Twitter has admitted that an API bug has exposed messages of select users to external developers. The company in a blog post mentioned that they recently discovered a bug in their “Account Activity API (AAAPI)” that likely caused sharing of certain Direct Messages to developers outside the company.
Twitter cited that the bug ran from May 2017 and issue was fixed within hours of discovering it on September 10, 2018. The bug affected less than 1 per cent of users and it affected those who interacted with an account or business on Twitter that relied on a developer using AAAPI, the API that enables “registered developers” to build tools for better communications with customers on the platform.
Twitter in the blog post claimed that they shipped a fix to prevent data from being sent “unintentionally” to the wrong developer. However, the company has not confirmed how the exact number of users that were impacted by this bug.
“If you interacted with an account or business on Twitter that relied on a developer using the AAAPI to provide their services, the bug may have caused some of these interactions to be unintentionally sent to another registered developer. In some cases, this may have included certain Direct Messages or protected Tweets, for example, a Direct Message with an airline that had authorized an AAAPI developer. Similarly, if your business authorized a developer using the AAAPI to access your account, the bug may have impacted your activity data in error,” Twitter said in its blog post.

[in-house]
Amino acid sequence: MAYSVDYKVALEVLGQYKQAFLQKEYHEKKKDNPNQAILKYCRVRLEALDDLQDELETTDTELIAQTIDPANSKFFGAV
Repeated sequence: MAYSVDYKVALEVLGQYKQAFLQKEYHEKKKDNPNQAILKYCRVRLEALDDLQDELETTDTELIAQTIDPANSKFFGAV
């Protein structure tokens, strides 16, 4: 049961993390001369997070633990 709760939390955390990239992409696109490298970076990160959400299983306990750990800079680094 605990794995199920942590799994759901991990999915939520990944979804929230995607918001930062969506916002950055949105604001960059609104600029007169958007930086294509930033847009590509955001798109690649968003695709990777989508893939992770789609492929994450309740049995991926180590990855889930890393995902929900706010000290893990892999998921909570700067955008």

Twitter noted that a “complex series of technical circumstances” was required for the bug to sent Direct Messages to the wrong source. The company said that it will contact users affected by this bug directly via an in-app notice and on their official site.
While this is a serious issue that might potentially hamper a user’s privacy on the platform, Twitter in its Developer blog mentioned that they are investigating the issue. The company mentioning only “one set of technical circumstances” that could have likely caused the issue said that they have already emailed “all” developers who are impacted by this bug.
“Based on the way the Account Activity API works, the issue itself would have involved data being sent by Twitter to the wrong registered developer’s webhook URL. This API sends data to registered developers who use the Account Activity API based on their active subscriptions.”
Notably, some users reacting to the API issue tweeted out the notice they received from the company. A Twitter spokeswoman (via CNBC) said that no private messages between ‘individual users’ were shared with external developers.